Mr. Bobb, a veteran public administrator who served as the city administrator, deputy mayor, and president of the school board of the District of Columbia, was appointed after a state financial-review team found the district was not making strides to resolve its deficit. The intervention by the state of Michigan resulted in the school board’s firing of Superintendent Connie K. Calloway and her chief financial officer after less than two years on the job. (Ms. Calloway and the former chief financial officer have since filed whistleblower lawsuits against the board.)
Robert C. Bobb is charged with one of the toughest jobs in education - pulling the Detroit school system out of a severe financial crisis.
Since taking the helm, Mr. Bobb has moved swiftly to root out problems and to get the district into working order. He has scheduled 29 schools to close this fall, announced the restructuring of another 40 schools that have failed to make adequate academic progress under the federal No Child Left Behind Act, and hired a former FBI special agent to serve as the district’s inspector general to recommend potential fraud cases for prosecution. More than half the district’s top executive positions have been eliminated, and more than 1,700 employees have received layoff notices as Mr. Bobb works to right-size the district.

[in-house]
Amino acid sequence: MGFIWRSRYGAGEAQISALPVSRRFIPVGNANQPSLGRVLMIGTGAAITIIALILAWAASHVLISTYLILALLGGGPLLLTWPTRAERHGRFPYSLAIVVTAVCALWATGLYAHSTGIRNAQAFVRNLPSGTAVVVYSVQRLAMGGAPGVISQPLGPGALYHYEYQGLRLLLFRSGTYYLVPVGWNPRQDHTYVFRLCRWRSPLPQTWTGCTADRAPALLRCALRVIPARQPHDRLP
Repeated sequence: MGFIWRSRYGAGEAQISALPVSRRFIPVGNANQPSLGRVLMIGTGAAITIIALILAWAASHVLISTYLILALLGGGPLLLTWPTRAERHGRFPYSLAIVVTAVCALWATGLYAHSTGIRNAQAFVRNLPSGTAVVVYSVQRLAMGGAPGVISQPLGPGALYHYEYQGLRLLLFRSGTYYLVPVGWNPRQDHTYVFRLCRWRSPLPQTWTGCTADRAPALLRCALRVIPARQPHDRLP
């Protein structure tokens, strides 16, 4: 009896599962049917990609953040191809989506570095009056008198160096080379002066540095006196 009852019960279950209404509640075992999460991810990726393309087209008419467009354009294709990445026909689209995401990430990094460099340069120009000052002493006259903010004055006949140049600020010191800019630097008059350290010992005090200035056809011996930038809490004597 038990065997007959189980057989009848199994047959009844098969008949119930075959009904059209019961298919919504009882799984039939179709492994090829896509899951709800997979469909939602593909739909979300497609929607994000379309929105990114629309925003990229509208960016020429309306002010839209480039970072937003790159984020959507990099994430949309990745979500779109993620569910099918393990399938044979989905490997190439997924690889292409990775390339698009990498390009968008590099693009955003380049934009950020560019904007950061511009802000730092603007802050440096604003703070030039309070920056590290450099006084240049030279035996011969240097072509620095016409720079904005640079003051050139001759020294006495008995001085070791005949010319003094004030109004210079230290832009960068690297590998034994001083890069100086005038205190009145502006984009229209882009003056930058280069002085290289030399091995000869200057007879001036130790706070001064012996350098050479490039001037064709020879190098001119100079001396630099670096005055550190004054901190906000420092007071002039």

In an attempt to get a handle on concerns about “ghost” workers and employee theft, the district issued new identification cards and ordered its 13,600 employees show up in person to collect their paychecks or direct-deposit stubs.
Michael P. Flanagan, Michigan’s superintendent of public instruction, has nothing but praise for Mr. Bobb’s take-charge approach, saying he has “grabbed the bull by the horns.” Mr. Flanagan set the process of appointing an emergency manager in motion last fall, when he declared the district had a “serious financial problem” as defined by state law. (“Detroit School District Again Facing Deficit, Threat of State Action,” Oct. 1, 2008.)
Gov. Jennifer M. Granholm appointed Mr. Bobb in March.
“He’s figured out a way to expose the corruption, and it’s going to change the system,” Mr. Flanagan said of Mr. Bobb. “People are open to this now.” The state schools chief said he took a lot of flak for the state’s appointment of a financial manager to run the district, but said that Detroit residents came to favor the move after seeing the results of Mr. Bobb’s work.